Robert Litt said that such policies ‘are not illegal’, but added that he wished that such a public conversation about their details had happened before whistle-blower Edward Snowden leaked the information, reports The Hill. Dismissing comments that the disclosures were a form of ‘whistle-blowing’ in a speech at the Brookings Institution, Mr Litt said that ‘all three branches of government knew about these programs, approved them, and helped to ensure that they complied with the law’.
Leaked data impact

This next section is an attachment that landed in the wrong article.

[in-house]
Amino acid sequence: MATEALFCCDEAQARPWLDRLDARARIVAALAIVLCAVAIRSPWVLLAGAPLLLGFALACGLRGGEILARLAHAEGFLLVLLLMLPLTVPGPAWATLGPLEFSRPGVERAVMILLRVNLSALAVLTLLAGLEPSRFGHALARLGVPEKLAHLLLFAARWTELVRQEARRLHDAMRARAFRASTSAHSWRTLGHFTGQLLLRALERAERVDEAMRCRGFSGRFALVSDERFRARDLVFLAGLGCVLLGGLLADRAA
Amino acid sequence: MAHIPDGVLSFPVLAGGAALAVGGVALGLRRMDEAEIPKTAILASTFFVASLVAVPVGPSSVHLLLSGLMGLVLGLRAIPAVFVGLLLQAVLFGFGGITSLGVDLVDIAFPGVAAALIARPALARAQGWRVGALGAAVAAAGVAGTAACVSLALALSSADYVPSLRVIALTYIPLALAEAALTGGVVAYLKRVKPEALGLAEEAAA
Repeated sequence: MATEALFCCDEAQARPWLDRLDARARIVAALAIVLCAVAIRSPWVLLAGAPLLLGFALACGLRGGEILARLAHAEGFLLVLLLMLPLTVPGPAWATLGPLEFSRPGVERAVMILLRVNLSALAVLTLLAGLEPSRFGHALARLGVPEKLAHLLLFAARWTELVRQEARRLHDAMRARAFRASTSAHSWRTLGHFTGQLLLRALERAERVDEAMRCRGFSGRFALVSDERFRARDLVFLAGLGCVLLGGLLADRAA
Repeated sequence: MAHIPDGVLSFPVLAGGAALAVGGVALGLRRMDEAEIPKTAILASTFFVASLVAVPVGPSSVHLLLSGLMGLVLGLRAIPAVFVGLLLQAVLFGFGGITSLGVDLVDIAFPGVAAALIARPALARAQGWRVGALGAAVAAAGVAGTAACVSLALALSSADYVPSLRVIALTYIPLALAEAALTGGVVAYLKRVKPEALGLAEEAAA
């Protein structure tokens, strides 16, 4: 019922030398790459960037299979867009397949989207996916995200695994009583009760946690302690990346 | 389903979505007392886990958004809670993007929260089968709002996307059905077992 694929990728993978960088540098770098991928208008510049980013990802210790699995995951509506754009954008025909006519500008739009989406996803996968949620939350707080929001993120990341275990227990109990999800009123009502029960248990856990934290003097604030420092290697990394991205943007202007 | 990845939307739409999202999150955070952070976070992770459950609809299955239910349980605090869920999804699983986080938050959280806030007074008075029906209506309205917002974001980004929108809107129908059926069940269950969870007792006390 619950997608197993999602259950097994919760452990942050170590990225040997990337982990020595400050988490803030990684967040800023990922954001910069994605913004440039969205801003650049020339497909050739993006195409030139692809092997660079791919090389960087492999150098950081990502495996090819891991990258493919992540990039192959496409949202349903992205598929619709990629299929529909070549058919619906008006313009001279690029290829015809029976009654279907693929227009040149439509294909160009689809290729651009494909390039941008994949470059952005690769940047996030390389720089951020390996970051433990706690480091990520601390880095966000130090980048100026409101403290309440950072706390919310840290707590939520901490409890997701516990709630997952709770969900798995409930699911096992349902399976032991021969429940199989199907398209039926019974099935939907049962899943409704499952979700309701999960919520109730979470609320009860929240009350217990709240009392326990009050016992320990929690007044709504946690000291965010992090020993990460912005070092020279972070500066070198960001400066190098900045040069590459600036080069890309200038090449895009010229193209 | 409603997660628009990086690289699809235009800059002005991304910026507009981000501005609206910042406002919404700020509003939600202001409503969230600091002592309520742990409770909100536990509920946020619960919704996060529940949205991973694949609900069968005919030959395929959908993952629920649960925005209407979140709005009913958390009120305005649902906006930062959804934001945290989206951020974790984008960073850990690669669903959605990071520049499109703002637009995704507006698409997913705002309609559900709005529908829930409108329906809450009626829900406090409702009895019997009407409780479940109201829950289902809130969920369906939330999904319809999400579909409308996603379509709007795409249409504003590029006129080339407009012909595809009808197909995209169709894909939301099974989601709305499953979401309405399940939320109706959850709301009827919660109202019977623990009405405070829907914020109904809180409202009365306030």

Mr Litt went on to say that the ‘recent disclosures’ were responsible for bringing ‘into public view the details of sensitive operations that were previously discussed on a classified basis with the Congress.' The full repercussions of the leaks are yet to be known, he added. In his defence of the NSA measures Mr Litt addressed the ‘entirely understandable concern’ that the public may have over the government being in possession of people’s personal data as opposed to just internet or phone companies, but claimed that a court’s approval was needed before private data can be accessed by government officials. These ‘substantial safeguards’ allegedly ‘ensure that the rules are followed.’Mr Litt said that if the government does acquire this information from a third party it is not a violation of the rights of the Fourth Amendment.